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Indian Army Chief Wants Aggressive Response to Pakistani Provocations

Jan. 14, 2013 - 01:50PM   |  
By VIVEK RAGHUVANSHI   |   Comments
Brigadier-level officers from India, right, and Pakistan at a flag meeting at Chakan-da-Bagh, in Poonch, on Jan. 14. Indian and Pakistani commanders traded protests over recent deadly exchanges in disputed Kashmir as the Indian Army chief of staff in New Delhi ordered an "aggressive" response to any fresh cross-border firing.
Brigadier-level officers from India, right, and Pakistan at a flag meeting at Chakan-da-Bagh, in Poonch, on Jan. 14. Indian and Pakistani commanders traded protests over recent deadly exchanges in disputed Kashmir as the Indian Army chief of staff in New Delhi ordered an "aggressive" response to any fresh cross-border firing. (Press Information Bureau (PIB) via AFP)
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NEW DELHI — Relations between India and Pakistan are on the downswing again and the Indian Army chief says he has instructed commanders to respond aggressively to any Pakistani provocation.

Addressing a news conference here Jan. 14, Gen. Bikram Singh said a Jan. 8 attack in which one Indian soldier was beheaded was premeditated.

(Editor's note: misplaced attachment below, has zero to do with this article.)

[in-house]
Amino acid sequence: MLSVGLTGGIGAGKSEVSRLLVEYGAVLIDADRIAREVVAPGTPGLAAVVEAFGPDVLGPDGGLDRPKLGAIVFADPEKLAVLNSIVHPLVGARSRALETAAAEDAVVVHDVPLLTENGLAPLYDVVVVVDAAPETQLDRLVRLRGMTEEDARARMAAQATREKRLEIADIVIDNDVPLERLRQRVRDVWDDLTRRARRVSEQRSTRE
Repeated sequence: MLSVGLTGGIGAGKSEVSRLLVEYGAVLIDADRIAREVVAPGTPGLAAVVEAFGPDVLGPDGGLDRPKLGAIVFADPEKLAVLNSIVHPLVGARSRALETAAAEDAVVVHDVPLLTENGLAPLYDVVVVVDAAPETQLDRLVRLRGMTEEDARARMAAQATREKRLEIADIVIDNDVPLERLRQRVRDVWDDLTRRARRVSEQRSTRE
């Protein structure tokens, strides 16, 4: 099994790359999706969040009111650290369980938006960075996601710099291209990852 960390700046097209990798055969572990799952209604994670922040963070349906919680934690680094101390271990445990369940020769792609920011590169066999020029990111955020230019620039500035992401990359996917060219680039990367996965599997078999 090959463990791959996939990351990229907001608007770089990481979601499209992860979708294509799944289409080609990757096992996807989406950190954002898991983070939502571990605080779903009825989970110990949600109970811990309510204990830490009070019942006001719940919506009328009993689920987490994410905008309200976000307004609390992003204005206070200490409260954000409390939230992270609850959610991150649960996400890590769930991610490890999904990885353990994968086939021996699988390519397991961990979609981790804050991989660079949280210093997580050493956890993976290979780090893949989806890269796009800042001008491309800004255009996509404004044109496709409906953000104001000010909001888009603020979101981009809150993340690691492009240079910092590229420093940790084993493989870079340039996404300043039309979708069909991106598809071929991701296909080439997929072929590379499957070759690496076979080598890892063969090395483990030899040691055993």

“Such an operation requires planning, detailed reconnaissance,” said Singh.

“We expect our commanders to be aggressive. The orders are very clear — when provoked, I expect my unit commanders should fire back,” Singh warned.

For the past week there has been firing along the border with Pakistan, called the Line of Control (LOC). The beheading of the soldier evoked outrage here among the media and political circles.

Despite the firing, Singh said, the cease-fire in place since November 2003 has been holding except for “some aberrations.”

The Army commanders of both countries, meanwhile, are trying to defuse the tension through talks on a hotline, said sources in the Indian Army.

Both Pakistan and India have nuclear arsenals and delivery methods to hit each other within a few minutes of launch.

Talks between India and Pakistan broke down after the Mumbai terror attack of 2009 and diplomatic engagements resumed in 2011. The two countries, which have fought four battles since they gained independence in 1947, came close to conflict again when large numbers of troops massed along the border in 2002 after the December 2001 attacks on the Indian Parliament by Muslim terrorists.

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